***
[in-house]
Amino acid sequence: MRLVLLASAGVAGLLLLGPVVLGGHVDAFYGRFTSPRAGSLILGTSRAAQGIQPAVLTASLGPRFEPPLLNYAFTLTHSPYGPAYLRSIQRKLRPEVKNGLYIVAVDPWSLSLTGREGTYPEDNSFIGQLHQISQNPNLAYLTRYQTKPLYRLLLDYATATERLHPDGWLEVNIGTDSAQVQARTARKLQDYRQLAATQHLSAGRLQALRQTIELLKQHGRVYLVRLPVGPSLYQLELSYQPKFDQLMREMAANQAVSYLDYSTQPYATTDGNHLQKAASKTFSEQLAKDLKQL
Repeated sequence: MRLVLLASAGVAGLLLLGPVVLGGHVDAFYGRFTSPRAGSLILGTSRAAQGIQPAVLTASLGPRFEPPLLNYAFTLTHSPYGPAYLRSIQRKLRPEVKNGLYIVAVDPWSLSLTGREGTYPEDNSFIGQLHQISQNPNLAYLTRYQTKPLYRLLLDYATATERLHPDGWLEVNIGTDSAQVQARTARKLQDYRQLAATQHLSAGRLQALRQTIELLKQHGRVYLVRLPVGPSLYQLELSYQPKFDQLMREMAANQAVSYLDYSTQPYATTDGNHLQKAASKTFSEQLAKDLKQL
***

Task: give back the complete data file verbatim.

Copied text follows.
[in-house]
Amino acid sequence: MRLVLLASAGVAGLLLLGPVVLGGHVDAFYGRFTSPRAGSLILGTSRAAQGIQPAVLTASLGPRFEPPLLNYAFTLTHSPYGPAYLRSIQRKLRPEVKNGLYIVAVDPWSLSLTGREGTYPEDNSFIGQLHQISQNPNLAYLTRYQTKPLYRLLLDYATATERLHPDGWLEVNIGTDSAQVQARTARKLQDYRQLAATQHLSAGRLQALRQTIELLKQHGRVYLVRLPVGPSLYQLELSYQPKFDQLMREMAANQAVSYLDYSTQPYATTDGNHLQKAASKTFSEQLAKDLKQL
Repeated sequence: MRLVLLASAGVAGLLLLGPVVLGGHVDAFYGRFTSPRAGSLILGTSRAAQGIQPAVLTASLGPRFEPPLLNYAFTLTHSPYGPAYLRSIQRKLRPEVKNGLYIVAVDPWSLSLTGREGTYPEDNSFIGQLHQISQNPNLAYLTRYQTKPLYRLLLDYATATERLHPDGWLEVNIGTDSAQVQARTARKLQDYRQLAATQHLSAGRLQALRQTIELLKQHGRVYLVRLPVGPSLYQLELSYQPKFDQLMREMAANQAVSYLDYSTQPYATTDGNHLQKAASKTFSEQLAKDLKQL